Texas judge blocks part of restrictive abortion regulations

A federal judge in Austin has ruled that a Texas law that passed last year can’t be enforced without clearer requirements that clinics in the state can meet a higher standard than the health and safety requirements used by the measure’s supporters.

In a 14-page opinion, U.S. District Judge Lee Yeakel ordered Texas to put “true emergency” rules in place to allow the Reproductive Health Technologies Project to enter the reproductive health industry with transparency. (The reproductive health nonprofit initially challenged the law.)

The court ordered the Department of State Health Services to “immediately, publicly and with notice” post emergency rules to limit abortions at clinics that don’t meet the measure’s “ambulatory surgical center” standards for clinics that provide abortion services, and for that hospitals have been opting out, due to the costs of the standards.

The rules in those cases would cut the number of abortion clinics in Texas by half, medical group says.

“Today’s preliminary injunction orders forced the state to make arrangements for what it knew was the ‘last remaining’ ambulatory surgical centers to be prepared to provide abortion services,” Jenny Liu, director of the Reproductive Health Technologies Project, said in a statement Tuesday. “These are real live people on the line.”

According to the ruling, the rule would force “many of Texas’ abortion facilities to change their patient flow, equipment, training, standards, equipment maintenance and medical operation, all at little or no expense to themselves.”

The judge also found that the measure violated the First Amendment because the rules set up a “surgical center” where abortion clinics don’t exist.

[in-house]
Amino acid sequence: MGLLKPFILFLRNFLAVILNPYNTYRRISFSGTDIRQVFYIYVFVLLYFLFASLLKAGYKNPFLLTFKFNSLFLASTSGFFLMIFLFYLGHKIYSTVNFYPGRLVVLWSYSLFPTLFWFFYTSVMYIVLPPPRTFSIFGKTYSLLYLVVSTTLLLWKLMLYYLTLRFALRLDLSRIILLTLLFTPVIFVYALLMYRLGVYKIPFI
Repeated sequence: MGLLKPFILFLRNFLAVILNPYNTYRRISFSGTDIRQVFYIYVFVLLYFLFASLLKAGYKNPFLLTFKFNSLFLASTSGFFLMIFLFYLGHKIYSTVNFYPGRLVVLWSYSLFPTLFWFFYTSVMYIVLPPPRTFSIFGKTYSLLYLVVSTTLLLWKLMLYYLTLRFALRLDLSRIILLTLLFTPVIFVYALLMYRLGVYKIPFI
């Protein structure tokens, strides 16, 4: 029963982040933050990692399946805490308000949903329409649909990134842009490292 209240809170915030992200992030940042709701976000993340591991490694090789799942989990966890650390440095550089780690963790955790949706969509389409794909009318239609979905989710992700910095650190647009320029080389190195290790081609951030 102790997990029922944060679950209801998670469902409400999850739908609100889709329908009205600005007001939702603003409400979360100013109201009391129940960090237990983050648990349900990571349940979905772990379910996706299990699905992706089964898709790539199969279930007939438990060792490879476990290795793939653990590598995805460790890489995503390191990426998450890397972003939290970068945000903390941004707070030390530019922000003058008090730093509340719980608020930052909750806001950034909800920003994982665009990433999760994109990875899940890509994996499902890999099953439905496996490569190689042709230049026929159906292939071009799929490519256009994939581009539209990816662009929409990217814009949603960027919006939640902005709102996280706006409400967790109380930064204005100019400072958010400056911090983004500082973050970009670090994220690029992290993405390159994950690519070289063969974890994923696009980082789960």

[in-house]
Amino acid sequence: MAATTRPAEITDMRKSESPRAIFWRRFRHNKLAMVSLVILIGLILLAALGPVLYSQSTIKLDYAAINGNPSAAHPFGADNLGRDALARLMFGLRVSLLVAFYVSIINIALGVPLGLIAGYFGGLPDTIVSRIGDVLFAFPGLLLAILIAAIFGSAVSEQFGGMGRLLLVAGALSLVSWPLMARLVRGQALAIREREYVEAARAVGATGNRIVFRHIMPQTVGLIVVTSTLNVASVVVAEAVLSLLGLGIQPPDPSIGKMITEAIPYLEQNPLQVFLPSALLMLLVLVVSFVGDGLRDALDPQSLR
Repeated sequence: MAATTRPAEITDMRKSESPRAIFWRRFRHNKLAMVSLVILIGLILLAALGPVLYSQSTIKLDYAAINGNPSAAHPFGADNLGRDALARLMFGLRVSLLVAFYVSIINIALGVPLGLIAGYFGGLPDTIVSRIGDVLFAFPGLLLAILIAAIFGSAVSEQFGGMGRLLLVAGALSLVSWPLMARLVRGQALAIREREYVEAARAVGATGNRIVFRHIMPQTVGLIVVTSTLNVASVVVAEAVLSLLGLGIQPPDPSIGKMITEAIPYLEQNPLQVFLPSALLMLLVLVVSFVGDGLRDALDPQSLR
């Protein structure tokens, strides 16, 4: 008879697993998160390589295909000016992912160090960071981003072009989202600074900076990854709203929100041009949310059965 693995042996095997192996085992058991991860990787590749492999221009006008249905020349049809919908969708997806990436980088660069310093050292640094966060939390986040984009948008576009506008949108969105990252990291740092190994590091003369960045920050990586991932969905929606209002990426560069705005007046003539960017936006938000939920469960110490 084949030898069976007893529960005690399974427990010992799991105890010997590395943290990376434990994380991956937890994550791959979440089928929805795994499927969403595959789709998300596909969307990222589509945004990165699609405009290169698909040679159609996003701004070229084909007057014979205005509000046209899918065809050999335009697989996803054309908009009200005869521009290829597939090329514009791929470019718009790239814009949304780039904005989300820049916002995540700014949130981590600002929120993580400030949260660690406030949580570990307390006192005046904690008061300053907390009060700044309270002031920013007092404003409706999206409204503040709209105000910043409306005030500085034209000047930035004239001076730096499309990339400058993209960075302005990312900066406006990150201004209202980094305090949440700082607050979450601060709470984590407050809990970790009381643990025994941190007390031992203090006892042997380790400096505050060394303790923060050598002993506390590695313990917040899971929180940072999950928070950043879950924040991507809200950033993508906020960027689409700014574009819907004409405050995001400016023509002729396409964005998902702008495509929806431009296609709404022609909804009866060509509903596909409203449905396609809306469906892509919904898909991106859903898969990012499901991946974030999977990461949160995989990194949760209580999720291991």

Faced with the ruling, the state is required to post a notice for 72 hours in English and Spanish saying the regulations are scheduled to begin Monday. The state’s former counsel at the United States Attorney’s Office, Charles Devenyi, previously told The Washington Post the decision was “under review.”

The measure was spearheaded by several Republican state lawmakers, including state Sen. Charles Perry, R-Lubbock, and state Rep. Jonathan Stickland, R-Bedford.

Republicans in Texas took power in the 2014 election, installing 10 new Republicans to statewide office as well as Gov. Greg Abbott, R. In that time, dozens of abortion clinics have closed because of regulations that may be unconstitutional. Texas is now home to 22 abortion clinics and some rural areas do not have any at all. The stricter regulations are part of a debate over what abortion should be.

This year, attorneys from the law’s proponents said they were “not surprised” by the decision and plan to appeal it. When the restrictions were passed last year, Planned Parenthood said in a statement: “Planned Parenthood is both proud and hopeful that we are on the cusp of the beginning of the end of Texas’s war on women.”

If upheld, the decision “provides assurance that women’s health care is always going to be the top priority in Texas,” said Kellie Copeland, executive director of NARAL Pro-Choice Texas. “We are confident that Judge Yeakel will see that regulations forcing the closing of clinics across the state would endanger women and lead to unplanned pregnancies and a moral decline.”

Said Texas Right to Life Director Chad Dunn: “Women who seek abortion must be protected against those who seek to discourage and demonize the procedure, making it more dangerous, expensive and often untenable for women to legally exercise their constitutional right to abortion.”

While abortion opponents argue that the law, because it “promotes health and safety for Texas women,” was needed, the judge said that it put onerous regulations on clinics that “already operate under a state of constant and severe financial stress.”

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